16 Jan 2020

Difficulties of Managing Specialized Documentation for Different Certifications

Every vendor required to get some form of certification for a given product must feel under immense pressure. Most certification programs require a vendor to produce copious amounts of evidence documentation to verify any product claims being made. In this fast-paced world, how does a vendor go about obtaining a FIPS certificate quickly?

Each certification program has its own requirements, which typically means that not all the evidence documentation for program X will fit neatly into another validation/evaluation under program Y. Evolutionary changes can also cause this "square peg into a round hole" situation. The transformation from FIPS 140-2 to FIPS 140-3 is such a case. In September 2020, FIPS 140-3 will be available, with updated standards and different documentation requirements. Reusing old FIPS documentation will not suffice; it will need to be re-developed for a successful validation.

Vendors must consider the time it will take for their staff to figure out the differences between the two standards and then rework existing or write new documentation to meet the FIPS 140-3 requirements. Furthermore, other programs such as Common Criteria (CC), Internet of Things (IoT) testing and payment assurance, such as Payment Card Industry (PCI) programs, all have differing requirements. All these programs are in a state of change in one form or another.

The quality of the documentation submitted for evidence drives the time it takes to complete the specific certification. Vendors new to FIPS tend to underestimate the amount of effort required for quality documentation preparation. Hence, the longest delay in any validation/evaluation is the inability of a vendor to produce the documentation at the time it is required.

This is not that they cannot produce the documentation, but rather that they may have other resource constraints to consider. Most vendors tend to be on a tight timeline for product release, and many do not have the expertise or resources available in-house to develop FIPS evidence. Their personnel are already committed to high-priority projects, and projects may be juggled as priorities change.

The best way forward for a vendor is to have an external FIPS expert write the evidence documentation required, making minimal use of the vendor's staff. This will save the vendor time and resources needed elsewhere, and it will speed up FIPS testing of the product. If the FIPS documentation is written correctly the first time, there is little need for iteration and churn (changes to one or more documents to address issues raised by the lab reviewing the documentation). Product testing is expedited by having the appropriate documentation available in a timely manner. This reduces the amount of time a product needs to spend in a FIPS lab. The lab's report can be written using the detailed information in the documentation and the lab does not have to rely on getting an answer from one or more of the vendor's otherwise busy engineering staff.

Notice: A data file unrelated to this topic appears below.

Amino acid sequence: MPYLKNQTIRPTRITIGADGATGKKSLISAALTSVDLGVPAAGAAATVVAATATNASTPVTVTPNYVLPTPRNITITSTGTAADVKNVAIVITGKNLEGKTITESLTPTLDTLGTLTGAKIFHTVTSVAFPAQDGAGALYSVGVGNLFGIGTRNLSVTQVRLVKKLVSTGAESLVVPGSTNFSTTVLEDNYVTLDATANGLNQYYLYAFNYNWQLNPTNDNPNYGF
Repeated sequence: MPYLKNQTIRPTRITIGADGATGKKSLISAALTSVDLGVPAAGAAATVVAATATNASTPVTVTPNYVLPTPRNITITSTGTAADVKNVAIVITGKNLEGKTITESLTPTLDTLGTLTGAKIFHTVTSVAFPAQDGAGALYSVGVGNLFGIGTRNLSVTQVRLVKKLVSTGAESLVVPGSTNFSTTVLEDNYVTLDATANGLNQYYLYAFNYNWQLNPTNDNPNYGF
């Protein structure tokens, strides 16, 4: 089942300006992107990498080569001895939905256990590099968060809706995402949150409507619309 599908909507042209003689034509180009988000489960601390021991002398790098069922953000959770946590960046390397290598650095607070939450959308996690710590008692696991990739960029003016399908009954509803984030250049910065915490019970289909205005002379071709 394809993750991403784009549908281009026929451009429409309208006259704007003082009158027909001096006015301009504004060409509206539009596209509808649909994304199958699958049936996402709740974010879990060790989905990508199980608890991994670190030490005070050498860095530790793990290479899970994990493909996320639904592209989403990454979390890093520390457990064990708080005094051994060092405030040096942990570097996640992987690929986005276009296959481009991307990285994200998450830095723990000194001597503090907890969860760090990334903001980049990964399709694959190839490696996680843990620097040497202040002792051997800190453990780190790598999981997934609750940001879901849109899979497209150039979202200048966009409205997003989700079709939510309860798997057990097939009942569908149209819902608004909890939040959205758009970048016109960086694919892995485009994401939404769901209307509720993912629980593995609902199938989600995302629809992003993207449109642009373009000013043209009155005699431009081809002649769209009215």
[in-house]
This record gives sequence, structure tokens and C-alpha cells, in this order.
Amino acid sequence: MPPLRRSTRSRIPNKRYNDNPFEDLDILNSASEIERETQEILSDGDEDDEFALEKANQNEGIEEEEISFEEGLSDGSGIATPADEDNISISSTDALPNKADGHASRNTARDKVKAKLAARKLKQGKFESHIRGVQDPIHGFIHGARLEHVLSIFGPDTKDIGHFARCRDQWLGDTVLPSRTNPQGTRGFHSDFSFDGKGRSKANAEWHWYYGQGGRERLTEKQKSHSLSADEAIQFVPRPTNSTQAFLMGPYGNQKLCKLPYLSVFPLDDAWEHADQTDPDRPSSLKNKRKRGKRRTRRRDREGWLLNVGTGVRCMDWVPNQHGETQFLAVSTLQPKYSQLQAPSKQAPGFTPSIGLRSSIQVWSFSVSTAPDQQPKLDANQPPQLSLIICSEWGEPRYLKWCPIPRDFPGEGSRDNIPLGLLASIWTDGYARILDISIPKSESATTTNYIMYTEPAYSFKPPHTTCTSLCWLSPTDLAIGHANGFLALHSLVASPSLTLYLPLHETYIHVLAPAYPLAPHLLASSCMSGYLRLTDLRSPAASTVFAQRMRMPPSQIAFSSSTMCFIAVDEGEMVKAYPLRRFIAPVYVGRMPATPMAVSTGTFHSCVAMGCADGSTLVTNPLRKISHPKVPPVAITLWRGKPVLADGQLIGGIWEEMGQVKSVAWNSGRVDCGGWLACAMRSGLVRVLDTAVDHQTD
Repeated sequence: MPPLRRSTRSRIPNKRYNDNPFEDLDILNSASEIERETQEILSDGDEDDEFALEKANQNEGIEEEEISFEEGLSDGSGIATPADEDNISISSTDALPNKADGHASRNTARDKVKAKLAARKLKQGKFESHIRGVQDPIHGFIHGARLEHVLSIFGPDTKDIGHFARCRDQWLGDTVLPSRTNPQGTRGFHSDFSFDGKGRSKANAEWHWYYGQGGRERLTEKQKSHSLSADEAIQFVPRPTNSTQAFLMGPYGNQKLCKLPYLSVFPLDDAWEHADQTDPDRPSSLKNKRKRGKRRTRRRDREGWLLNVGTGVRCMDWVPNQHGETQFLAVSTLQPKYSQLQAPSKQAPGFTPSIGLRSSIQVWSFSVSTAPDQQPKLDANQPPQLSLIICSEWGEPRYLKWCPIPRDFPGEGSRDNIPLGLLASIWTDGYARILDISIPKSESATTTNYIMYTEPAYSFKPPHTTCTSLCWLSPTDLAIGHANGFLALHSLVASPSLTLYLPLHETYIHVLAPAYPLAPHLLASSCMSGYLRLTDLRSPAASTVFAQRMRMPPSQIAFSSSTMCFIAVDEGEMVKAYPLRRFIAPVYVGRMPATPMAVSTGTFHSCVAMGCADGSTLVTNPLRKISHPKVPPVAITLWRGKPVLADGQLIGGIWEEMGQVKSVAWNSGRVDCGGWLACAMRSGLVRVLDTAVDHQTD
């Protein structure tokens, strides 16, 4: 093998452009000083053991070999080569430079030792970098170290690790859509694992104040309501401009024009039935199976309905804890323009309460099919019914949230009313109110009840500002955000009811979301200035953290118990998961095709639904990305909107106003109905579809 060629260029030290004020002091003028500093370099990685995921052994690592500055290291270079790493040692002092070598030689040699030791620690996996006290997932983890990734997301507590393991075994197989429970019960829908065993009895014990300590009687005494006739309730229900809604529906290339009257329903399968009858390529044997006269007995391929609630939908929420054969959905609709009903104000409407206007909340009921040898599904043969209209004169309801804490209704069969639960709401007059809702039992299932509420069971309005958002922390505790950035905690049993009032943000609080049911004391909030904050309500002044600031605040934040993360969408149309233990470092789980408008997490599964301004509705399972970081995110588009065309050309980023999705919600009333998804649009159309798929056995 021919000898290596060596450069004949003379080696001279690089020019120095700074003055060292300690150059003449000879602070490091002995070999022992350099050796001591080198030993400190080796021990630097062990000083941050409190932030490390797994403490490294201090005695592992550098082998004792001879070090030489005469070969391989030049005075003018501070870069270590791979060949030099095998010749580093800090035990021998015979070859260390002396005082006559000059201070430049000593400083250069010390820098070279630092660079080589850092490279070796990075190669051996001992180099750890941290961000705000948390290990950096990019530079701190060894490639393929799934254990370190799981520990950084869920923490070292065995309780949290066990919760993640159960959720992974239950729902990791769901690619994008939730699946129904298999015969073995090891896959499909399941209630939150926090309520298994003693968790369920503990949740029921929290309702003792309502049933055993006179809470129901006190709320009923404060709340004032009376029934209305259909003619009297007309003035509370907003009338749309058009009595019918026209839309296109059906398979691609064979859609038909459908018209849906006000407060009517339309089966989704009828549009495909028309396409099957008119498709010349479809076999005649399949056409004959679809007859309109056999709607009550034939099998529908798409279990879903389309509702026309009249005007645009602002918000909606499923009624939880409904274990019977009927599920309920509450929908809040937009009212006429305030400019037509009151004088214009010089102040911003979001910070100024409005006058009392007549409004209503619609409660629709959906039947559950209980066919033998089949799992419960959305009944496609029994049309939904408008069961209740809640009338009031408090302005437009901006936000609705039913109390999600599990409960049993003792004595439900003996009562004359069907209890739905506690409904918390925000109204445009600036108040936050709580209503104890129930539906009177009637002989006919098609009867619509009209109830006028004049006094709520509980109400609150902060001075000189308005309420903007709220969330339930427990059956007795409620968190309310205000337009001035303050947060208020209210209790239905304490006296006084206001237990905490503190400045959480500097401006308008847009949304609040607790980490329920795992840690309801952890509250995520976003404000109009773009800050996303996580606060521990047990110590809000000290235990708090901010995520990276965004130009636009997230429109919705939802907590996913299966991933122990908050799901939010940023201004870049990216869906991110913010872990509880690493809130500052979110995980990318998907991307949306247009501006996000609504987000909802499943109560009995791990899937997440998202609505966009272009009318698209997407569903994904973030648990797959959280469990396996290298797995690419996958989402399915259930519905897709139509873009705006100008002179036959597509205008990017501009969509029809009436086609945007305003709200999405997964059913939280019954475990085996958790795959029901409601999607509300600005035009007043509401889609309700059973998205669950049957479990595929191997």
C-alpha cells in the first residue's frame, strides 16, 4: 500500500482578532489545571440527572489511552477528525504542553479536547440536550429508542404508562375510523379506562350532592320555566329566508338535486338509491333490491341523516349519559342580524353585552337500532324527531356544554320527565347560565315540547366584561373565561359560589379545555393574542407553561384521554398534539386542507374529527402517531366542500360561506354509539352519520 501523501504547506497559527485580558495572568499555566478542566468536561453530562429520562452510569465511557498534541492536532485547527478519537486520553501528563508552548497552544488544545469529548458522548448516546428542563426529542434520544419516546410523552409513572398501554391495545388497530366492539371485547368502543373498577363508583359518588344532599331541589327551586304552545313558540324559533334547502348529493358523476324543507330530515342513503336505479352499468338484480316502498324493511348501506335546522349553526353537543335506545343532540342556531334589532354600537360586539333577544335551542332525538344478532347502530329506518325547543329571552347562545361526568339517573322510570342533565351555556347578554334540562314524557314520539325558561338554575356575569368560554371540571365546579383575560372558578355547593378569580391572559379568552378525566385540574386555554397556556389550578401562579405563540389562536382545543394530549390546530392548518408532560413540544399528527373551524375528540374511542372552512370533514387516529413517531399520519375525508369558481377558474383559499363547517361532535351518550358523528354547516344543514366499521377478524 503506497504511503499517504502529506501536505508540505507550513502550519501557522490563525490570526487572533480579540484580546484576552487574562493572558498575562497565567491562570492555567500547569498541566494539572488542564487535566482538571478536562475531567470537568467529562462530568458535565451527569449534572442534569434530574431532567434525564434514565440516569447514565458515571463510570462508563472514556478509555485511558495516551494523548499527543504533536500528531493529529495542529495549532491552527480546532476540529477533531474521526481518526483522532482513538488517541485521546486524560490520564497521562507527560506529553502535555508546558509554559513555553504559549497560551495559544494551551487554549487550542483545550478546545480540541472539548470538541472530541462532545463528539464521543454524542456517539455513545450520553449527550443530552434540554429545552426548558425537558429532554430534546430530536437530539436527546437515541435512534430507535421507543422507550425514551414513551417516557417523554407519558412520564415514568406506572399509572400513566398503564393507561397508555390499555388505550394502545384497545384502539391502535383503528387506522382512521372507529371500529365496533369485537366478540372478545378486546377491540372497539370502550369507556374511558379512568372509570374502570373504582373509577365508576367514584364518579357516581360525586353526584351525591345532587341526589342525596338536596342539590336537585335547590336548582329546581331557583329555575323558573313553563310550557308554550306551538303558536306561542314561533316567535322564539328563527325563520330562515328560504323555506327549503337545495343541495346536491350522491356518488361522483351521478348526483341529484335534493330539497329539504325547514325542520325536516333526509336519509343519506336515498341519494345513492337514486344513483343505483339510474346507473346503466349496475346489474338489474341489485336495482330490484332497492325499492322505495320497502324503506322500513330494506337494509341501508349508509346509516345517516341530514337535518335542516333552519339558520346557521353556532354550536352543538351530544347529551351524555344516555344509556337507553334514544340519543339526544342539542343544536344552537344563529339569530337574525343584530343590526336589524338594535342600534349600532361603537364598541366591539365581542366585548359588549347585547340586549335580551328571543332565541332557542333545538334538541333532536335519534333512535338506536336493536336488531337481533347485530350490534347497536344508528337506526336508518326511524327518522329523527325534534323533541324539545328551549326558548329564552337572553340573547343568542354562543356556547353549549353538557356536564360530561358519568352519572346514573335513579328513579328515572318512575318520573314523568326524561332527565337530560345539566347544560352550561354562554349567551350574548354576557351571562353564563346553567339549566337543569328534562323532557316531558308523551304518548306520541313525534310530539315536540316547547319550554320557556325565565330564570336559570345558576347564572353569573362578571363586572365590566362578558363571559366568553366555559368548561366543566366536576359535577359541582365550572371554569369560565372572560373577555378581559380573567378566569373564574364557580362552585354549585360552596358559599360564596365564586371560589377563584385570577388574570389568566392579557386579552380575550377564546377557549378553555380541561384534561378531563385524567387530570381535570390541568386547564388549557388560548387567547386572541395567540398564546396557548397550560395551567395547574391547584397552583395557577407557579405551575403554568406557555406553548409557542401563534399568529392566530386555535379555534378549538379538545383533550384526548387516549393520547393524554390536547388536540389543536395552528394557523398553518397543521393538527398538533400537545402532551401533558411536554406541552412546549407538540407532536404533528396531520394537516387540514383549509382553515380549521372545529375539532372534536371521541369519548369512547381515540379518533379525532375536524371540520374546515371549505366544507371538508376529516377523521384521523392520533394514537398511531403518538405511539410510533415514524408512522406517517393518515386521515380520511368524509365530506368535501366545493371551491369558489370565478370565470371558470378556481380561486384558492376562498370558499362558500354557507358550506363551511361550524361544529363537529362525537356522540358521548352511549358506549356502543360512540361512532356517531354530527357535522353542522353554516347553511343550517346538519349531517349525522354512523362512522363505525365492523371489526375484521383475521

Well-written FIPS documentation expedites the time spent in the validation authority's queue. Some documents (especially the FIPS Security Policy) must be available to the public upon certification, and are therefore heavily scrutinized. These documents must be correctly formatted, contain the correct information, and at the same time be non-proprietary. This is a difficult balance to achieve at times. With a reduction in the back and forth between the certifying authority and the lab, the validation can be expedited. The product can then be available for immediate sale to customers who require that it has the required validation/evaluation completed and certified, i.e. the time saved is money realized in the form of immediate customer revenue by the vendor. Often, large contracts using a vendor's product can depend on the finalization of the product's validation.

FIPS experts can also provide a gap analysis between current documentation and what is required by the FIPS program. If a vendor has already developed documentation, the FIPS expert can tell them if it is sufficiently detailed or if more detail (and what kind) is needed. This saves time and money. Acting on the recommendations in a gap analysis can leave a vendor well-positioned for product validation.

FIPS experts also help a vendor determine what type of validation/evaluation is best for their product, and what level of validation the product requires. The answer is typically based on the product's target market but can have other aspects to it such as competitors' compliance, customer requirement, etc.


Richard Adams,
Cryptographic and Security Testing Lab Manager


Richard Adams began work for Intertek EWA-Canada in 2009 as a Security Content Automation Protocol (SCAP) Tester and quickly moved into the role of Lead Tester.  He trained and assisted in various other areas within the company, such as Cryptographic Module Validation (FIPS 140-2) testing; Common Criteria (CC) testing; Personal Identification Verification (PIV) testing; Visa Ready Program for Mobile Point of Sale (Visa mPOS) testing; and Certificate Authority (CA) Activities during this time.  He was later promoted to the role of CST Lab Manager. 


Dawn Adams,
Senior IT Security Specialist


Dawn Adams has been with Intertek EWA-Canada for more than 13 years.  She has been involved with the FIPS program for 21 years; she was a Lab Manager for 9 years.  She has worked in and was a Manager in the Common Criteria, PCI, PIV and SCAP workspaces as well. She is currently an IT Security Specialist working mainly in Common Criteria and auditing.

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